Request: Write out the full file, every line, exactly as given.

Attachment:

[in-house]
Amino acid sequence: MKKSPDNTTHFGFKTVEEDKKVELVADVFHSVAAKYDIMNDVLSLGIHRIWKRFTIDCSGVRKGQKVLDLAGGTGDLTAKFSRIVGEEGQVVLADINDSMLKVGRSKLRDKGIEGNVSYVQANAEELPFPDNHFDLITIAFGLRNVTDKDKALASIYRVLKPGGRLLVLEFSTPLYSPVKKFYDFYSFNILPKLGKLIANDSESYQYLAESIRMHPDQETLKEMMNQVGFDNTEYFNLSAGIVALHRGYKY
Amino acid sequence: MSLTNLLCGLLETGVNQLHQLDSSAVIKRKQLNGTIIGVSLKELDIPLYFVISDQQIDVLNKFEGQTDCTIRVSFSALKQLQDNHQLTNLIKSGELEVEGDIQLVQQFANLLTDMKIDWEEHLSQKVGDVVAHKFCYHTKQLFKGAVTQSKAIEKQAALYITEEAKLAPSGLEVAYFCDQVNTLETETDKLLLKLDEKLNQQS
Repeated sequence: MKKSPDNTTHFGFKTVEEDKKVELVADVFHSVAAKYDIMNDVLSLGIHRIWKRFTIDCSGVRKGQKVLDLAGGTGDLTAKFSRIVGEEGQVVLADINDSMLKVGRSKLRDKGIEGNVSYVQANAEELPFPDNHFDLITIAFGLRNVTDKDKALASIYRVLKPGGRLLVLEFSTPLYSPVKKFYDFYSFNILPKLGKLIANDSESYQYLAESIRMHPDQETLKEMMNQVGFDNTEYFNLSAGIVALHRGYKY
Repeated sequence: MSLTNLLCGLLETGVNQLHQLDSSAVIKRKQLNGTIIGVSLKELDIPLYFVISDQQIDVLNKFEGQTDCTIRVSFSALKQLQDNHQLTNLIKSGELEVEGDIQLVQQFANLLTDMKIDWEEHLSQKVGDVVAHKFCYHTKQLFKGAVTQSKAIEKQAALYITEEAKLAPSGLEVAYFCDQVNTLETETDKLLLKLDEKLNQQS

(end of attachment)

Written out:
[in-house]
Amino acid sequence: MKKSPDNTTHFGFKTVEEDKKVELVADVFHSVAAKYDIMNDVLSLGIHRIWKRFTIDCSGVRKGQKVLDLAGGTGDLTAKFSRIVGEEGQVVLADINDSMLKVGRSKLRDKGIEGNVSYVQANAEELPFPDNHFDLITIAFGLRNVTDKDKALASIYRVLKPGGRLLVLEFSTPLYSPVKKFYDFYSFNILPKLGKLIANDSESYQYLAESIRMHPDQETLKEMMNQVGFDNTEYFNLSAGIVALHRGYKY
Amino acid sequence: MSLTNLLCGLLETGVNQLHQLDSSAVIKRKQLNGTIIGVSLKELDIPLYFVISDQQIDVLNKFEGQTDCTIRVSFSALKQLQDNHQLTNLIKSGELEVEGDIQLVQQFANLLTDMKIDWEEHLSQKVGDVVAHKFCYHTKQLFKGAVTQSKAIEKQAALYITEEAKLAPSGLEVAYFCDQVNTLETETDKLLLKLDEKLNQQS
Repeated sequence: MKKSPDNTTHFGFKTVEEDKKVELVADVFHSVAAKYDIMNDVLSLGIHRIWKRFTIDCSGVRKGQKVLDLAGGTGDLTAKFSRIVGEEGQVVLADINDSMLKVGRSKLRDKGIEGNVSYVQANAEELPFPDNHFDLITIAFGLRNVTDKDKALASIYRVLKPGGRLLVLEFSTPLYSPVKKFYDFYSFNILPKLGKLIANDSESYQYLAESIRMHPDQETLKEMMNQVGFDNTEYFNLSAGIVALHRGYKY
Repeated sequence: MSLTNLLCGLLETGVNQLHQLDSSAVIKRKQLNGTIIGVSLKELDIPLYFVISDQQIDVLNKFEGQTDCTIRVSFSALKQLQDNHQLTNLIKSGELEVEGDIQLVQQFANLLTDMKIDWEEHLSQKVGDVVAHKFCYHTKQLFKGAVTQSKAIEKQAALYITEEAKLAPSGLEVAYFCDQVNTLETETDKLLLKLDEKLNQQS